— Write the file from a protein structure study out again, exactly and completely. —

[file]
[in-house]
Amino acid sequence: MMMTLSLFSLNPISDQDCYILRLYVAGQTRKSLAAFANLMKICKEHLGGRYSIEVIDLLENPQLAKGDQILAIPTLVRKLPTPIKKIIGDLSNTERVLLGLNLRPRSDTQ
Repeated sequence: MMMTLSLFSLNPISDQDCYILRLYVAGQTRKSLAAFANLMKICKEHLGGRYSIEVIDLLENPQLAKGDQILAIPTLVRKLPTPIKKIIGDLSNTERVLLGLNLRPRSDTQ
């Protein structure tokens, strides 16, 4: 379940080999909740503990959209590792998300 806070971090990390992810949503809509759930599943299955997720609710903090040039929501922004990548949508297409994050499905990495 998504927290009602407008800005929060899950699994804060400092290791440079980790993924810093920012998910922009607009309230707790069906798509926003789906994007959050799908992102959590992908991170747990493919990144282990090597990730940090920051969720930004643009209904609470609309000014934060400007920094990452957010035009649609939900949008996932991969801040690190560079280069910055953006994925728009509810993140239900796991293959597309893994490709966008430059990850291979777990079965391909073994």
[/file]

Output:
[in-house]
Amino acid sequence: MMMTLSLFSLNPISDQDCYILRLYVAGQTRKSLAAFANLMKICKEHLGGRYSIEVIDLLENPQLAKGDQILAIPTLVRKLPTPIKKIIGDLSNTERVLLGLNLRPRSDTQ
Repeated sequence: MMMTLSLFSLNPISDQDCYILRLYVAGQTRKSLAAFANLMKICKEHLGGRYSIEVIDLLENPQLAKGDQILAIPTLVRKLPTPIKKIIGDLSNTERVLLGLNLRPRSDTQ
């Protein structure tokens, strides 16, 4: 379940080999909740503990959209590792998300 806070971090990390992810949503809509759930599943299955997720609710903090040039929501922004990548949508297409994050499905990495 998504927290009602407008800005929060899950699994804060400092290791440079980790993924810093920012998910922009607009309230707790069906798509926003789906994007959050799908992102959590992908991170747990493919990144282990090597990730940090920051969720930004643009209904609470609309000014934060400007920094990452957010035009649609939900949008996932991969801040690190560079280069910055953006994925728009509810993140239900796991293959597309893994490709966008430059990850291979777990079965391909073994």